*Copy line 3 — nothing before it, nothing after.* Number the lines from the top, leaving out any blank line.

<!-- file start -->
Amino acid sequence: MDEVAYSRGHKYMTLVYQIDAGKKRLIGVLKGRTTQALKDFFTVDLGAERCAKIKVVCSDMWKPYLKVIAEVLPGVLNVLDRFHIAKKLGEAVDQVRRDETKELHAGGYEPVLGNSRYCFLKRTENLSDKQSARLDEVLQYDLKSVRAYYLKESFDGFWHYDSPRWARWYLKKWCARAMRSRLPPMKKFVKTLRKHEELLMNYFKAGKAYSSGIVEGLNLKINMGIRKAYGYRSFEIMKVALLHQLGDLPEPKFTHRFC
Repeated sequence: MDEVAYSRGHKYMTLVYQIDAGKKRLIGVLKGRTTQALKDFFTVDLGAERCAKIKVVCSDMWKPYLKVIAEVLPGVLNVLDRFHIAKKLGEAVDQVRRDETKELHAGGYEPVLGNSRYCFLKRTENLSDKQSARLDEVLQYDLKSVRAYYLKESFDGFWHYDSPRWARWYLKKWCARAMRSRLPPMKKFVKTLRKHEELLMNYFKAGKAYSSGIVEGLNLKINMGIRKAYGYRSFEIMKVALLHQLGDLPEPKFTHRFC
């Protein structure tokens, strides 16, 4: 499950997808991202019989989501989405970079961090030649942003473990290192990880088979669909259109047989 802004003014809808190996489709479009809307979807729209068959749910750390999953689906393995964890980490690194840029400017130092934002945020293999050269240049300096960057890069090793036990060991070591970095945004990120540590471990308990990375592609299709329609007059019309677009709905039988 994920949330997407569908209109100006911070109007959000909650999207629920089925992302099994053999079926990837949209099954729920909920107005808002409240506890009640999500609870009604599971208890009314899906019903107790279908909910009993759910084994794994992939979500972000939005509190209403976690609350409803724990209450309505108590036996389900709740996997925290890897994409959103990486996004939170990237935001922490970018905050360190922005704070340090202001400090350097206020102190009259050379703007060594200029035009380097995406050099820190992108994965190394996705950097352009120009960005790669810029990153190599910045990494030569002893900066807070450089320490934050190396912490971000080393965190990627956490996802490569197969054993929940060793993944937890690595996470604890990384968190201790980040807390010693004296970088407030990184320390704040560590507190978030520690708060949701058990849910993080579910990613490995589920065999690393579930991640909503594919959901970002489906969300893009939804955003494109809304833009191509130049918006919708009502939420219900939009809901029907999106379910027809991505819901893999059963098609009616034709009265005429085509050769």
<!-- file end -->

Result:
């Protein structure tokens, strides 16, 4: 499950997808991202019989989501989405970079961090030649942003473990290192990880088979669909259109047989 802004003014809808190996489709479009809307979807729209068959749910750390999953689906393995964890980490690194840029400017130092934002945020293999050269240049300096960057890069090793036990060991070591970095945004990120540590471990308990990375592609299709329609007059019309677009709905039988 994920949330997407569908209109100006911070109007959000909650999207629920089925992302099994053999079926990837949209099954729920909920107005808002409240506890009640999500609870009604599971208890009314899906019903107790279908909910009993759910084994794994992939979500972000939005509190209403976690609350409803724990209450309505108590036996389900709740996997925290890897994409959103990486996004939170990237935001922490970018905050360190922005704070340090202001400090350097206020102190009259050379703007060594200029035009380097995406050099820190992108994965190394996705950097352009120009960005790669810029990153190599910045990494030569002893900066807070450089320490934050190396912490971000080393965190990627956490996802490569197969054993929940060793993944937890690595996470604890990384968190201790980040807390010693004296970088407030990184320390704040560590507190978030520690708060949701058990849910993080579910990613490995589920065999690393579930991640909503594919959901970002489906969300893009939804955003494109809304833009191509130049918006919708009502939420219900939009809901029907999106379910027809991505819901893999059963098609009616034709009265005429085509050769």